I had no idea what to expect going into this one (I didn’t even read the synopsis) and boy was I pleasantly surprised. If you’re looking for a fantastic contemporary to get you out of a reading rut, this book is just the thing you need!
“The memories mean nothing to me if I can’t recall them. Except for the small fact that… they mean everything. No matter what people want to believe, life is locked in the past. It’s all we are — a timeline of events that make up a person.”
Clementine Haas wakes up in a hospital in Ireland the sole survivor of a plane crash. Her only memories are vague remebrances of the actual crash. She doesn’t remember anything from her life before. And because that’s a terrifying thing that she has to learn to live with she gets freaked out and runs away from the hospital to try to sort out who she is on her own and wait for her memories to hopefully return.
This is a great example of how contemporary, when done well, doesn’t have to have the most pressing plot in order to be immensely enjoyable. For most of the book Clementine is just wandering around a small town in Ireland thinking and pining after a super cute boy. It’s not like there’s a ton of action going on. But that’s where The Upside of Falling Down will get you, because dang it this book is just so charming and wonderful and I just wanted to live in its pages the entire time I was reading.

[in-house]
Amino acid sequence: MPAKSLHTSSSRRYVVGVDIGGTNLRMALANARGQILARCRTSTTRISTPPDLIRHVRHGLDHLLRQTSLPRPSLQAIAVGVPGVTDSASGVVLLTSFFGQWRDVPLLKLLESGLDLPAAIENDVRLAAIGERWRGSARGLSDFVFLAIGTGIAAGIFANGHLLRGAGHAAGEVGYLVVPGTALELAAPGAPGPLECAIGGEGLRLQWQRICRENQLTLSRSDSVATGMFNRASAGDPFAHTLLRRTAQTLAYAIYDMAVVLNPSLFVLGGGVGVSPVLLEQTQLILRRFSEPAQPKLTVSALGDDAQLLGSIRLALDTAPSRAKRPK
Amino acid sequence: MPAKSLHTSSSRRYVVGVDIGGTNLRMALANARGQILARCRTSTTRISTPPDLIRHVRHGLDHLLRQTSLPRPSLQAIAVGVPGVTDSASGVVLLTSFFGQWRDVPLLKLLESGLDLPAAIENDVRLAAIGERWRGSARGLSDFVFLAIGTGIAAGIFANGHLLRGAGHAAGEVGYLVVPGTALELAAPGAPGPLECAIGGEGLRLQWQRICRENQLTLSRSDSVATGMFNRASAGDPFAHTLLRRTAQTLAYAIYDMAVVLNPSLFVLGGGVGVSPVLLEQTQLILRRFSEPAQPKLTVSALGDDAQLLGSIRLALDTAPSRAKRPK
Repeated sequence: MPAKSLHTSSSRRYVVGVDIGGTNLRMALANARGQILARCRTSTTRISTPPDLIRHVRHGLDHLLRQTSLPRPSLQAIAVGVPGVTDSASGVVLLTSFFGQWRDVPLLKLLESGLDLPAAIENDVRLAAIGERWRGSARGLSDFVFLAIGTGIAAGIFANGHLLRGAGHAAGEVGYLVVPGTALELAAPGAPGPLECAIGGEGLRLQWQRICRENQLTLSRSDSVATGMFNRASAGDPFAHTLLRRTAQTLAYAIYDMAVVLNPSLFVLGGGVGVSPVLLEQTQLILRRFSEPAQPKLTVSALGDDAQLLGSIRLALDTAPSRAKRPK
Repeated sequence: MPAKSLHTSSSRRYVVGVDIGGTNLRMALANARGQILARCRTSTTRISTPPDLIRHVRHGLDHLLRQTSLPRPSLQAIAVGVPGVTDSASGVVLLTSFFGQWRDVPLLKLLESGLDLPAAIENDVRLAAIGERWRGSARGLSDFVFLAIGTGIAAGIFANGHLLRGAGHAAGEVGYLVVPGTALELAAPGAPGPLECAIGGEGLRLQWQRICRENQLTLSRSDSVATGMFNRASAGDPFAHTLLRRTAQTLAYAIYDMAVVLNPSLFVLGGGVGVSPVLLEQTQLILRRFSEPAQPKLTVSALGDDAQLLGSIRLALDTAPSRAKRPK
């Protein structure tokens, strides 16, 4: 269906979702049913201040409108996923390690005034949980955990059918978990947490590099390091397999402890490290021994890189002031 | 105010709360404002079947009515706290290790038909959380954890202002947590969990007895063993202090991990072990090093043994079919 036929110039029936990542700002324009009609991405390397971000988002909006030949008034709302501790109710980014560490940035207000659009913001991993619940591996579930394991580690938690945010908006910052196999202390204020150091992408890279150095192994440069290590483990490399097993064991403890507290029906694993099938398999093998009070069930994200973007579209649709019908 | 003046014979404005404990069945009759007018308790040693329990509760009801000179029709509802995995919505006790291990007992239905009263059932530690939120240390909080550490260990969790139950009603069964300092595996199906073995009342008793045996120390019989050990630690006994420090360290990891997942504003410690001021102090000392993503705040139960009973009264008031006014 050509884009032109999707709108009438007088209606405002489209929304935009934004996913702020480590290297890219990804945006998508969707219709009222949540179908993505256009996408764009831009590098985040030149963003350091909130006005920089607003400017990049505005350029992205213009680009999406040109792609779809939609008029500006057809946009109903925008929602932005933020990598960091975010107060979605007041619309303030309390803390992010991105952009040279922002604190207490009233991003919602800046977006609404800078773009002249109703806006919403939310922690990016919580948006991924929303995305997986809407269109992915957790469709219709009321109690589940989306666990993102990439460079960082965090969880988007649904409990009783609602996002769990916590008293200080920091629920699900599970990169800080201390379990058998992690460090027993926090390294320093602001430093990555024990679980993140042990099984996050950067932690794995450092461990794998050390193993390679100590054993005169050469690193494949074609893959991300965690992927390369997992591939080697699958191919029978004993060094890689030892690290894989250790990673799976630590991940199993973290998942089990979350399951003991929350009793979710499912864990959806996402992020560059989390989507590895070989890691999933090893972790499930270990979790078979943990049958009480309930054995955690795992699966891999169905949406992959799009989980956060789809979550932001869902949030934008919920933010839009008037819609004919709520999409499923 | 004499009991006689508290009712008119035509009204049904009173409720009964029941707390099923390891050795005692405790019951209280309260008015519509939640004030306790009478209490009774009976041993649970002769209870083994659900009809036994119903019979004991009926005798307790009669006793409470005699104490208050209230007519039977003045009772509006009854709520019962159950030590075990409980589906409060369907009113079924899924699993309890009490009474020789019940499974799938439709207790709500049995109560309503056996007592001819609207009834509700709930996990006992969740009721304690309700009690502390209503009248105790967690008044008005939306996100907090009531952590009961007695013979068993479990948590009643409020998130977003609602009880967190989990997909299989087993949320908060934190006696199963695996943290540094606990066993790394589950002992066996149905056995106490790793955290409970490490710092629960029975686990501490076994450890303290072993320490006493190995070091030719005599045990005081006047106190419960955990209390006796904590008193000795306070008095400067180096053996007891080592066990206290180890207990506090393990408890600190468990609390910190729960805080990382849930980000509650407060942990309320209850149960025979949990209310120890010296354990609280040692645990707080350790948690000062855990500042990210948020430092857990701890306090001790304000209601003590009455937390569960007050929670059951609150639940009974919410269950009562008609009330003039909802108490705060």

Kieren is the dashing and quippy love interest (with a dash of moodiness and secrecy thrown in for good measure), while his twin sister Siobhan is the angst-riddled anger machine who detests Clementine’s presence and hides behind hostility. And then there’s Clive, the comic relief who ties them all together. They make one heck of motley crew and dang it if I didn’t just love them to pieces.
“Clive doesn’t back down. ‘Austen knew that surprises make stories more interesting. You can’t be afraid of them, or you might miss out.'”
There are a few curveballs here that I can’t talk about without spoiling things, but I want to at least touch on them. I didn’t see many of them until they were right under my nose, and I liked the build-up throughout the story. There were some cleverly placed clues hidden along the path, and whlie I caught some of them I know that I missed others.
This is a total romance book, with just enough mystery weaving through it to keep things interesting for a reader who isn’t that into romance (like myself). But it’s also more than just romance – it’s about finding yourself when you feel lost. It’s about trust, friendship, and family. It’s about self-discovery. And who doesn’t need a book like that in their lives?
Overall, I would highly recommend this contemporary to anyone looking for something light-hearted and tender.
Rating: 5/5 stars